What are Bureaux De Change Services?

Bureau De Change operations represent the provision of foreign exchange products to both personal and business customers. It covers a wide range of services from the provision of currency for travel purposes to complex currency dealing operations.

In many instances the Bureau De Change will be selling products on behalf of a product provider, for example travelers’ cheques, stored value cards/pre-paid cards. For many firms, operations are based on a relatively low value mass consumer/business basis that normally involves rapid, infrequent, or one-off customer contact for transactions that are well below the requirements for customer due diligence identification checks.

Transactions can be undertaken in a variety of locations including airports, high streets, implants within other organisations such as travel agents, and on a non face-to-face basis, using the internet or telephone.

What are the risks to cheque encashment businesses?

Third party cheque cashers are not normally exposed to large scale money laundering from the most serious crimes such as drug trafficking and robbery, because the flow of cash in a cheque cashing transaction goes in the opposite direction to that required by most money launderers, who need to convert their cash proceeds of crimes. However, cheque cashers must identify and mitigate the risks of their service being used by money launderers seeking to convert or transfer criminal property. The Proceeds of Crime Act has increased the exposure of cheque cashers considerably, since it is impossible to have complete certainty about the legitimacy of any payment.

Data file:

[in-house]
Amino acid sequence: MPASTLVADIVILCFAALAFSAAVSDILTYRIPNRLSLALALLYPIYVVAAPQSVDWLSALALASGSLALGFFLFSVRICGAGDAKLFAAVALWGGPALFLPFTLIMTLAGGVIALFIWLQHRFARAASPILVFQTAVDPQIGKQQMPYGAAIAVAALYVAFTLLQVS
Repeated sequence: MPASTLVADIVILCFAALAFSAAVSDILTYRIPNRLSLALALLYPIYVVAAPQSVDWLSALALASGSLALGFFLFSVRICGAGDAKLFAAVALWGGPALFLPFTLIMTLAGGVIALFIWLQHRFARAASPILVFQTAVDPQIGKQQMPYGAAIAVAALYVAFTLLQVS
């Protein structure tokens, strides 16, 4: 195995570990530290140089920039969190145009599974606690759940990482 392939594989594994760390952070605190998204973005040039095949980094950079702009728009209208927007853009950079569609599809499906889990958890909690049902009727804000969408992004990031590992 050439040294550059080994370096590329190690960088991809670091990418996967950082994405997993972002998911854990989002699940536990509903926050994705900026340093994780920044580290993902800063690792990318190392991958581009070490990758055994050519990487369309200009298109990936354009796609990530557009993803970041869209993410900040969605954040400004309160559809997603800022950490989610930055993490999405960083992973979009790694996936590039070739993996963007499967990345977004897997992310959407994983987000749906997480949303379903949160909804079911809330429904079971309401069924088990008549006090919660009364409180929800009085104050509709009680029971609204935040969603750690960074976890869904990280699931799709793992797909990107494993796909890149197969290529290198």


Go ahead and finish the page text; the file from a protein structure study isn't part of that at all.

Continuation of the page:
A potential risk to a cheque encashment service offered by a Principle through Agents or franchisees lies with the Agents/Franchisees themselves. These members could be operating as a ‘shell company’ using the cheque cashing business as a means to cleanse monies that are the proceeds of crime. Monies paid out in cheque encashment are reimbursed to the Agent by the Principal, unwittingly assisting the integration of laundered monies.

A money launderer may use a front company to supply cash to other businesses or coerces others into allowing their accounts to be used for this purpose